Today chefs and foodie enthusiasts from around the world are are still drawn here to do their own professional shopping at the three legendary kitchen supply stores; Mora, La Bovida and A. Simon.

The oldest is Mora, founded back in 1814 , and it is the best organised for delivering all over the world. And in an age when TV has become dominated by food programmes like Master Chef, Hell’s Kitchen and Bake Off, anyone can try their hand at becoming a top chef if they stock up on Mora’s state-of-the-art equipment. Apart from a eye-popping range of thousands of pots and pans, knives, spatulas and baking dishes, you can also order the latest chef’s aprons, hats and shoes to look the part too.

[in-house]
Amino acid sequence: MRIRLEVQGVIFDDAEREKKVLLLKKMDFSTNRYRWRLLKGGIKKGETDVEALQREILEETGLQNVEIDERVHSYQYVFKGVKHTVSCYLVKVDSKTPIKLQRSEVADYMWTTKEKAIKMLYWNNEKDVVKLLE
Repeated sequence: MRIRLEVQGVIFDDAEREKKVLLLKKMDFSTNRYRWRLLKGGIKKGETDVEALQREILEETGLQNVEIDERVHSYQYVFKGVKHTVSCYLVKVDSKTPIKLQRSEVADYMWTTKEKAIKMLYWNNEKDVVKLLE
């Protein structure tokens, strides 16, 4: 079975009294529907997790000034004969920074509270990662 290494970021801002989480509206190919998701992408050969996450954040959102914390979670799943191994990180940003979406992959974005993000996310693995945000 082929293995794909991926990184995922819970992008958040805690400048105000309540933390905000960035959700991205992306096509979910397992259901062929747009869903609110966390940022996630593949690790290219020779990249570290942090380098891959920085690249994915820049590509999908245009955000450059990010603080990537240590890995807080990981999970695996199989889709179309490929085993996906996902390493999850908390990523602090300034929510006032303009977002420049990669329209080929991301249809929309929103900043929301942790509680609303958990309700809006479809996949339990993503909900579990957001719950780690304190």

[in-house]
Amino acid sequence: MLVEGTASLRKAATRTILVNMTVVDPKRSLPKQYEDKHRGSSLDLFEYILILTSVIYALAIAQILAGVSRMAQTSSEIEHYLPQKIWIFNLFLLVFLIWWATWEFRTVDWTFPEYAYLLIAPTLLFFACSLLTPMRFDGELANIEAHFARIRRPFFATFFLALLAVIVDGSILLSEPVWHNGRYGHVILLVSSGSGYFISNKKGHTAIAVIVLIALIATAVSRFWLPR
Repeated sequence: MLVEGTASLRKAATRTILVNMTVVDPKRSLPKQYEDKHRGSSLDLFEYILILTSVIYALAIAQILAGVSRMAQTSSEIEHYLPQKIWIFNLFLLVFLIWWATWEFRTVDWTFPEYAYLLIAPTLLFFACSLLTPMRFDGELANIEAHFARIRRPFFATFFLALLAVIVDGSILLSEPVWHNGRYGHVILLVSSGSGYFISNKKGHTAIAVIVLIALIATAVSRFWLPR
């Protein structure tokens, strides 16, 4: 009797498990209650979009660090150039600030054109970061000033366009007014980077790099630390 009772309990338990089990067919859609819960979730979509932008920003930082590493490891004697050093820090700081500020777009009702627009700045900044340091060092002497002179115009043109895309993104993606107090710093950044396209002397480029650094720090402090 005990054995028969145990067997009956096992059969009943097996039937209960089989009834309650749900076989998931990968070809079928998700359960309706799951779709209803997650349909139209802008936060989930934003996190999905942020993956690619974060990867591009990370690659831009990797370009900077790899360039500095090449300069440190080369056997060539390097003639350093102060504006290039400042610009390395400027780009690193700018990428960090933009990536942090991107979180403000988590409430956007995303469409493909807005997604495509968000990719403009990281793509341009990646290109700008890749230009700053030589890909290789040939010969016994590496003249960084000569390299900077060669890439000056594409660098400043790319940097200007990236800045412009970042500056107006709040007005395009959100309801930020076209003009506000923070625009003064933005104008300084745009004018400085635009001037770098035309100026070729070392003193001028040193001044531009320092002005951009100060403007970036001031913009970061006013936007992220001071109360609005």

Paris Jazz Corner

Paris is one of the undisputed music capitals of the world, be it for jazz, African and Latin, classic chansons Françaises by the likes of Brassens and Gainsbourg, or the latest hip-hop and rap. And given that the world’s most famous DJ, David Guetta, is Parisian, it is perhaps unsurprising that there is a brilliant second-hand record scene here for music fans of rare vinyl.

While jazz lovers and professional DJ’s make a pilgrimage to browse – or do some "digging" in the music jargon – through the hallowed collection of Paris Jazz Corner, its whole collection is actually online and overseas delivery is no problem. When travel is normalised, the store is in a quite corner of the Left Bank, just by the ornate Grande Mosquée de Paris, which also has a hammam and salon de thé.

Manon Daviet

The Brickserval by tapestry artist Manon Daviet. Courtesy Manon Daviet